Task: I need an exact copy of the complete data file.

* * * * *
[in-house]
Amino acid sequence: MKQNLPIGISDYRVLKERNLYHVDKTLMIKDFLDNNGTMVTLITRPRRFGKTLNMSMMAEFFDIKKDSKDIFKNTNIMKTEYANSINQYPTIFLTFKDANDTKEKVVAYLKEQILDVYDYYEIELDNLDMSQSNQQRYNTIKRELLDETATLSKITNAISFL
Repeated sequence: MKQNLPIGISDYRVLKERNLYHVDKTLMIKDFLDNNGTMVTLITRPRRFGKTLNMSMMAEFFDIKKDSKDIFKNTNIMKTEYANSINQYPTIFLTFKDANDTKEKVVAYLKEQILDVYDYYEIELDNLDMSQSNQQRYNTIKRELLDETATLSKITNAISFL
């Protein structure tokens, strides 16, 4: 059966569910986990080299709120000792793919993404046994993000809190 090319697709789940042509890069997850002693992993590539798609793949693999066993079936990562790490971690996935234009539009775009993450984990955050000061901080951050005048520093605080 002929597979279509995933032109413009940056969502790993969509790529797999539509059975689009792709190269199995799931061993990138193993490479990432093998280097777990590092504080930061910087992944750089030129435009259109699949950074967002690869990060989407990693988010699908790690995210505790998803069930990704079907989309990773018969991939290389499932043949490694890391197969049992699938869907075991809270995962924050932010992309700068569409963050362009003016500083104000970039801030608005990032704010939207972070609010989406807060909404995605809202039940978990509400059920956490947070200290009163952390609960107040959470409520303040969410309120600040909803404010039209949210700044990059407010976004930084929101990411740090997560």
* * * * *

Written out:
[in-house]
Amino acid sequence: MKQNLPIGISDYRVLKERNLYHVDKTLMIKDFLDNNGTMVTLITRPRRFGKTLNMSMMAEFFDIKKDSKDIFKNTNIMKTEYANSINQYPTIFLTFKDANDTKEKVVAYLKEQILDVYDYYEIELDNLDMSQSNQQRYNTIKRELLDETATLSKITNAISFL
Repeated sequence: MKQNLPIGISDYRVLKERNLYHVDKTLMIKDFLDNNGTMVTLITRPRRFGKTLNMSMMAEFFDIKKDSKDIFKNTNIMKTEYANSINQYPTIFLTFKDANDTKEKVVAYLKEQILDVYDYYEIELDNLDMSQSNQQRYNTIKRELLDETATLSKITNAISFL
């Protein structure tokens, strides 16, 4: 059966569910986990080299709120000792793919993404046994993000809190 090319697709789940042509890069997850002693992993590539798609793949693999066993079936990562790490971690996935234009539009775009993450984990955050000061901080951050005048520093605080 002929597979279509995933032109413009940056969502790993969509790529797999539509059975689009792709190269199995799931061993990138193993490479990432093998280097777990590092504080930061910087992944750089030129435009259109699949950074967002690869990060989407990693988010699908790690995210505790998803069930990704079907989309990773018969991939290389499932043949490694890391197969049992699938869907075991809270995962924050932010992309700068569409963050362009003016500083104000970039801030608005990032704010939207972070609010989406807060909404995605809202039940978990509400059920956490947070200290009163952390609960107040959470409520303040969410309120600040909803404010039209949210700044990059407010976004930084929101990411740090997560």